Worth Reading: Malware in your screen

4 September 2017

Phone touchscreens, and other similar hardware components such as orientation sensors, wireless charging controllers, and NFC readers, are often produced by thirdparty manufacturers and not by the phone vendors themselves. Third-party driver source code to support these components is integrated into the vendor’s source code. In contrast to “pluggable” drivers, such as USB or network…

Worth Reading: It’s okay to forget what you read

4 September 2017

Many of us feel this near-existential fear that we might “lose” what wisdom we extract from the books we read.Such fears are unfounded. First of all, if you love books, memory is never a problem. If I read for pure pleasure, what harm is there is forgetting? I get to enjoy the same wonderful book…

Worth Reading: Wave System’s DPU architecture

1 September 2017

Their view is that dataflow architectures are the only way to efficiently train networks with high performance. The CPU is carved out of their systems entirely and as we explained when first details were clear about what they were working on in depth last year, the Hybrid Memory Cube does a great deal of the…

Worth Reading: Updating Surveillance Laws

1 September 2017

For decades, Americans have forfeited their privacy rights for a false sense of safety. Broad, sweeping surveillance laws––such as, but certainly not limited to Section 702 of the FISA Amendments Act––have given the federal government carte blanche in the realm of surveillance. Thankfully, a recently introduced bipartisan Senate bill would restore some vital protections to…

Worth Reading: Multiple perspectives on technical problems and solutions

31 August 2017

So what was this architecture review meeting all about? It was pretty simple, really. It was just a presentation by the engineer(s) looking for feedback on a solution they came up with, and Kellan and I would ask questions. The meeting was open to anyone in the company who wanted to attend. The hope was…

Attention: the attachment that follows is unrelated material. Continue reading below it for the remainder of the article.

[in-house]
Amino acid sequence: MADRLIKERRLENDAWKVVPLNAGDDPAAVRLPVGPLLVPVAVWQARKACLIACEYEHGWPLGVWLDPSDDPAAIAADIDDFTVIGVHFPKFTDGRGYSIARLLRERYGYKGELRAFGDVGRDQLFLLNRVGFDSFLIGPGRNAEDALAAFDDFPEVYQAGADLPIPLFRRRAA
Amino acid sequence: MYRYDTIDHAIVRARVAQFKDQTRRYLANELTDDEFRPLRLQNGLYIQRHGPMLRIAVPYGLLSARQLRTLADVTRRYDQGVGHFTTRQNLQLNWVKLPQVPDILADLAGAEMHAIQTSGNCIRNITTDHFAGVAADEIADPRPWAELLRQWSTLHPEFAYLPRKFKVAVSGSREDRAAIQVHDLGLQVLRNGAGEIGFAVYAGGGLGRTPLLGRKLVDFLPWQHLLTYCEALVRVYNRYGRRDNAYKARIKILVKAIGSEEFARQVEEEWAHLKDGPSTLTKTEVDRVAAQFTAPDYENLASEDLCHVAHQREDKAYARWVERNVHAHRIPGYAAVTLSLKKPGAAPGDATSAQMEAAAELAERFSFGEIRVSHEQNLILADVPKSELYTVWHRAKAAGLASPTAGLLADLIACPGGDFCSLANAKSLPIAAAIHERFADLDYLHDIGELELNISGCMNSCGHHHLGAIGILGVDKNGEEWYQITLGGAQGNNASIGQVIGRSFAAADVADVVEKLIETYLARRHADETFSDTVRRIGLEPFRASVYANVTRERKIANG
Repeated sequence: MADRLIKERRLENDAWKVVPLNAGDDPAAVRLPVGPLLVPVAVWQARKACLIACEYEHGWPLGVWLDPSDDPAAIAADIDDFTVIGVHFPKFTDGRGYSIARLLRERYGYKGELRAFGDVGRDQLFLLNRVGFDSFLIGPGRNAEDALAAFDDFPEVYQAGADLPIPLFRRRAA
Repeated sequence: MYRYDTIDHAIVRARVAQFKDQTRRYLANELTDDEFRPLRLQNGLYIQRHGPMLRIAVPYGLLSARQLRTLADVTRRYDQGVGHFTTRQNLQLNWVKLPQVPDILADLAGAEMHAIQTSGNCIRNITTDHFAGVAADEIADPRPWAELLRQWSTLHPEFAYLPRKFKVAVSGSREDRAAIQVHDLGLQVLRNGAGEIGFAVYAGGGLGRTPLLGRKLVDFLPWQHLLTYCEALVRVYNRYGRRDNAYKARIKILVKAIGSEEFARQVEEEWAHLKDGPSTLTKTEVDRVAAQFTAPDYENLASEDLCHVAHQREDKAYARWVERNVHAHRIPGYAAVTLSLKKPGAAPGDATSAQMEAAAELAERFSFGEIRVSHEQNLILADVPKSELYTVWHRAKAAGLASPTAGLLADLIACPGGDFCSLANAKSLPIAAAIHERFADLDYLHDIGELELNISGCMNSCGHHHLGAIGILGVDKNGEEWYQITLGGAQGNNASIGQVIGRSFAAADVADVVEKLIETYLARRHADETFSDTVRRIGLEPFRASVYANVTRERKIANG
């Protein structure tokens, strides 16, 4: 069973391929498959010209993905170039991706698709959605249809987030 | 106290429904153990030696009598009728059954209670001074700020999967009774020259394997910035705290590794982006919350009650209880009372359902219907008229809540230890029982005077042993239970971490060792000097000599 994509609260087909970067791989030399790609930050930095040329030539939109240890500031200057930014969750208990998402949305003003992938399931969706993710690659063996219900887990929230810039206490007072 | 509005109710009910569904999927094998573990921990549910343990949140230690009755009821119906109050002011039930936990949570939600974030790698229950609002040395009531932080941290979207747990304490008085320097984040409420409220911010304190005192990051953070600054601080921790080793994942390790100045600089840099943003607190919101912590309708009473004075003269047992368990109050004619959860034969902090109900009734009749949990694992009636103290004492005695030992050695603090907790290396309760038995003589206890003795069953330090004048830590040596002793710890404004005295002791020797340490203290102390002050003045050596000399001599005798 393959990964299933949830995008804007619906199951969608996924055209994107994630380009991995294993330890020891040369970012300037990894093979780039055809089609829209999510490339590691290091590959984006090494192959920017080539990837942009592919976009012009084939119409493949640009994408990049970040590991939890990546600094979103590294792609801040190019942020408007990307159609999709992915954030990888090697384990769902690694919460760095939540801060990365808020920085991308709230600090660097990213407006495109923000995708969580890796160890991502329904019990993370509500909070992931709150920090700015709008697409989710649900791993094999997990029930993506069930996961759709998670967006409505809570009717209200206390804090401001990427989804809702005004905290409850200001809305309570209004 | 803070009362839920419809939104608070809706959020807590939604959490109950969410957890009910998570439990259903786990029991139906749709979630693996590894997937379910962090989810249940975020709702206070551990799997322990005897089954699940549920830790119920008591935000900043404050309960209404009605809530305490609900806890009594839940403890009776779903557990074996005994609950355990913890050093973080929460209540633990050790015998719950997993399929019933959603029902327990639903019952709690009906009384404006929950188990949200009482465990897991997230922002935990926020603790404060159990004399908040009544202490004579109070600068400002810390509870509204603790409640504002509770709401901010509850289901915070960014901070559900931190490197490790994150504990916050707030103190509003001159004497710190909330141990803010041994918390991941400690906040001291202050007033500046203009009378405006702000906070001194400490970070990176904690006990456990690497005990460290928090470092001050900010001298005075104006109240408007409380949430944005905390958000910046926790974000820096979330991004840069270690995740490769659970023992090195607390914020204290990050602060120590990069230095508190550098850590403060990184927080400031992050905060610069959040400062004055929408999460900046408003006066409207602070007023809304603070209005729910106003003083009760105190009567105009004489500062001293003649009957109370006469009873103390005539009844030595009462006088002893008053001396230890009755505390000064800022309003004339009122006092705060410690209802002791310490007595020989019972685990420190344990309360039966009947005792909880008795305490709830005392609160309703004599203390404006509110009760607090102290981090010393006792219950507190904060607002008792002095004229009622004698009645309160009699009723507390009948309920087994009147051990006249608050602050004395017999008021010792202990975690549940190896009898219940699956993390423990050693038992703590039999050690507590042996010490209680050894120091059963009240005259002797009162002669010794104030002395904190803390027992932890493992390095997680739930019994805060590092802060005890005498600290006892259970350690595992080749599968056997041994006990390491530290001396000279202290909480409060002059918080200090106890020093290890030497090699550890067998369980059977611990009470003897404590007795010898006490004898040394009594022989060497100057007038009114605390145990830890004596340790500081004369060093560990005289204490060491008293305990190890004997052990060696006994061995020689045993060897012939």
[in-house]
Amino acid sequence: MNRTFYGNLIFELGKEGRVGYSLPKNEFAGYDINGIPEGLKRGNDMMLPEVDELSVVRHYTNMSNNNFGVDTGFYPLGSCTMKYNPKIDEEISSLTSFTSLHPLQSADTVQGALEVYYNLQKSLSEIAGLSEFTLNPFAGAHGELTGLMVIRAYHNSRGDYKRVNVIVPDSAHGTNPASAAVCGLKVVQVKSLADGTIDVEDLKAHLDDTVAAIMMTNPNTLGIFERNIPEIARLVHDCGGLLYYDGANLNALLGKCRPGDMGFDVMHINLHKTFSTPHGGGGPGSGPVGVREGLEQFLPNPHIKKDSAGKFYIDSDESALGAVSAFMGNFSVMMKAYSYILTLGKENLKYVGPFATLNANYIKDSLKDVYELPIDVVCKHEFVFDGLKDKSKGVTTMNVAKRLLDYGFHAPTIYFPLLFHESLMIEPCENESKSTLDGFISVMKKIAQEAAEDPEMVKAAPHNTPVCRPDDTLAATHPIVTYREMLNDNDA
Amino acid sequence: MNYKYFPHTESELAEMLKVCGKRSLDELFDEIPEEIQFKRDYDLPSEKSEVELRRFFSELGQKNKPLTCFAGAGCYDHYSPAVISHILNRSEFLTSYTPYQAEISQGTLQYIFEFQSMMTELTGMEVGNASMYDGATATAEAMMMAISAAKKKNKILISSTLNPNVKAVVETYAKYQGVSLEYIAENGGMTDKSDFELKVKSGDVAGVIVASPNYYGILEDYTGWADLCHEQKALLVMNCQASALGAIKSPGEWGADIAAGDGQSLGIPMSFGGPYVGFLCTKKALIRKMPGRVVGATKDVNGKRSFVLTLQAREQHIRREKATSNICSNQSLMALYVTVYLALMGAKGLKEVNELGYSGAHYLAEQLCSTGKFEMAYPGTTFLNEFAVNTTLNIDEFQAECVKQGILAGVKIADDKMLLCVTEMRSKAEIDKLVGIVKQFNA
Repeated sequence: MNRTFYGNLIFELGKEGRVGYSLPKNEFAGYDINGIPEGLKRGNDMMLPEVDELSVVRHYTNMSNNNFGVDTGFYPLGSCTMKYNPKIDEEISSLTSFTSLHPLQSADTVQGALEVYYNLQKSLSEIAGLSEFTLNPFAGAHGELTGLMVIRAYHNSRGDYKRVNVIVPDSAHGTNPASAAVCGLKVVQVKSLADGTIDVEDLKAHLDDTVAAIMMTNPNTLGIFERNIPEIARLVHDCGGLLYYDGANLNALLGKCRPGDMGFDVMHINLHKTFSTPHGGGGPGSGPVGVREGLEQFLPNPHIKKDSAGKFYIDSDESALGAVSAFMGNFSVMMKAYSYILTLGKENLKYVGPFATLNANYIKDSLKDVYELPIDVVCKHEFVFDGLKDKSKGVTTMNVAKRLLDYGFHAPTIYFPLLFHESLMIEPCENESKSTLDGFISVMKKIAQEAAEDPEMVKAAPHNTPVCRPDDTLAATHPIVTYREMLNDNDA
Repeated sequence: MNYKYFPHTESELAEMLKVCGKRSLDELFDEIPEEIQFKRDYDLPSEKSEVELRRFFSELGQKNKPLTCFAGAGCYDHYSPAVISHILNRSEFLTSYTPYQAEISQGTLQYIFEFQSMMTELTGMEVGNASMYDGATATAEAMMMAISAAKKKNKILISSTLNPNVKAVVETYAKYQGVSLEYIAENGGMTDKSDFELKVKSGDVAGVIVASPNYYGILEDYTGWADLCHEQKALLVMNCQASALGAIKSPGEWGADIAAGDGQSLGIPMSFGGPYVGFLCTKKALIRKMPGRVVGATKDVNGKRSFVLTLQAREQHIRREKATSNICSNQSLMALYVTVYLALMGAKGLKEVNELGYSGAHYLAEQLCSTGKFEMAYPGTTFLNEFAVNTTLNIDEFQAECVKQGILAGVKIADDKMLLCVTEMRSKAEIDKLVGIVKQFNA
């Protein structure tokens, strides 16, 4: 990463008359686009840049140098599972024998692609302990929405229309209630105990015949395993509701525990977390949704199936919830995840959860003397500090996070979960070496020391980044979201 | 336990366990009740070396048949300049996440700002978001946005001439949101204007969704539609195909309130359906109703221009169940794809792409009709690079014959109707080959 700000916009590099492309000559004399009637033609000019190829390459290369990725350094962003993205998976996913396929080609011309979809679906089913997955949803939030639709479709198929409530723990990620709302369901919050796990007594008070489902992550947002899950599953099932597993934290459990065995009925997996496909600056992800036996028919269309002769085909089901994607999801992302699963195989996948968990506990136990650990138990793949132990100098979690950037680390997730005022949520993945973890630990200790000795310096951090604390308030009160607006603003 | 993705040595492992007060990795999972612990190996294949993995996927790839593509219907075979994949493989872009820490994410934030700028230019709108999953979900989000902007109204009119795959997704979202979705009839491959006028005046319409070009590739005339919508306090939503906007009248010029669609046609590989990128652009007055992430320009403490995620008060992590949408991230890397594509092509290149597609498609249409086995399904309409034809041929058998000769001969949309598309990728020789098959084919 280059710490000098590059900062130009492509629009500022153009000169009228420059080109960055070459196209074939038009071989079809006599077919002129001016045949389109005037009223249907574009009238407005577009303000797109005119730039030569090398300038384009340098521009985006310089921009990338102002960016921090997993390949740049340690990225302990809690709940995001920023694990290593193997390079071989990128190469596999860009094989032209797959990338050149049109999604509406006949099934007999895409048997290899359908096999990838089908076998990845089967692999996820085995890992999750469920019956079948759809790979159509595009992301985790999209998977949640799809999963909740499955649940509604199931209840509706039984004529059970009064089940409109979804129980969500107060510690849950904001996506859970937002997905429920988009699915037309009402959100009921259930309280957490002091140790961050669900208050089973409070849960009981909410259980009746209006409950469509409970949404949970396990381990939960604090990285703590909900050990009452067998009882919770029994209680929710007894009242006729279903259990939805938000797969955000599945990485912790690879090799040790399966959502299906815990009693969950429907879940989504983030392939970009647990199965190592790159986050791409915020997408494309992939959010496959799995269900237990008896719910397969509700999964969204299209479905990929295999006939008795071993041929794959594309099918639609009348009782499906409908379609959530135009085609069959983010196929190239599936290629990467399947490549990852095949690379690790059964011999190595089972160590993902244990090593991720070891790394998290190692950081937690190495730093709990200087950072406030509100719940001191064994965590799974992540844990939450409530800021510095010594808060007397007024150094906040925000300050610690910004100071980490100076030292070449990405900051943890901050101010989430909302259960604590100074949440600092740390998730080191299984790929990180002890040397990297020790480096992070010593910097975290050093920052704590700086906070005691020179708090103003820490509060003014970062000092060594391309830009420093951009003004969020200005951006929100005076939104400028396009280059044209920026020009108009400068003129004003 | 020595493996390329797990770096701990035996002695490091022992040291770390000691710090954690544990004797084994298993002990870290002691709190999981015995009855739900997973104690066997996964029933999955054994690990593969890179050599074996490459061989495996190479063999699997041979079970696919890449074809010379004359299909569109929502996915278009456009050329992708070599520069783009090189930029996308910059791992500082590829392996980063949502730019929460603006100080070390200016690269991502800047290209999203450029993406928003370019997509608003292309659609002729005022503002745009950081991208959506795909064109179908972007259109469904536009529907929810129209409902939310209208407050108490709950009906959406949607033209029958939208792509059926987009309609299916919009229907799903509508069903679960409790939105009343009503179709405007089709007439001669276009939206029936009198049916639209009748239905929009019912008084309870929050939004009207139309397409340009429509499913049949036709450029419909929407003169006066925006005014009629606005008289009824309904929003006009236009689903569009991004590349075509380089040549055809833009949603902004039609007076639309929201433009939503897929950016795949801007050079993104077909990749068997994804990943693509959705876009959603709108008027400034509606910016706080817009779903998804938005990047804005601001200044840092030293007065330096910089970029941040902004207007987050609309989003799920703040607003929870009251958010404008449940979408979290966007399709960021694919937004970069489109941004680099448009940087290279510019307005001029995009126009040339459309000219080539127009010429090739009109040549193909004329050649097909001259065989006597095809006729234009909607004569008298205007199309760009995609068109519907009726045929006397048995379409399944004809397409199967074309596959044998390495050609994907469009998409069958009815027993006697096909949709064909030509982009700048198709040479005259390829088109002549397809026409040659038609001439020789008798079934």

Worth Reading: Multitasking without Thrashing

31 August 2017

Human context switching is more complicated than computer context switching. Whereas the computer context switch replaces a fixed number of bytes in a few CPU registers, the human has to recall what was “on the mind” at the time of the switch and, if the human was interrupted with no opportunity to choose a “clean…

Worth Reading: The calculus of service availability

30 August 2017

The vast majority of software services and systems should aim for almost-perfect reliability rather than perfect reliability—that is, 99.999% or 99.99% rather than 100%—because users cannot tell the difference between a service being 100% available and less than “perfectly” available. There are many other systems in the path between user and service (laptop, home WiFi,…

Worth Reading: IoT needs a paradigm shift

30 August 2017

Building IoT ventures from scratch by prototyping hardware devices and their backend systems as well as working for a large company that tries to sell IoT devices itself, we learned a lot about the pitfalls and problems concerning security in the IoT. Nearly every connected device out there proved to be vulnerable to attacks. Researchers…

Worth Reading: ROI is not a cybersecurity concept

29 August 2017

In the cybersecurity community, much time is spent trying to speak the language of business, in order to communicate to business leaders our problems. One way we do this is trying to adapt the concept of “return on investment” or “ROI” to explain why they need to spend more money. Stop doing this. It’s nonsense.…

Worth Reading: Is it time to build an anti-DDoS alliance?

29 August 2017

A functional “anti-DOS alliance” is only feasible if SP”s are ready to commit to specific frugal investments. These ‘ prudent commitments’ will not require millions of dollars in anti-DOS technology. The commitments will require a change of the SP’s attitude and approach to DOS. It moved from a model that “I’m island on my own”…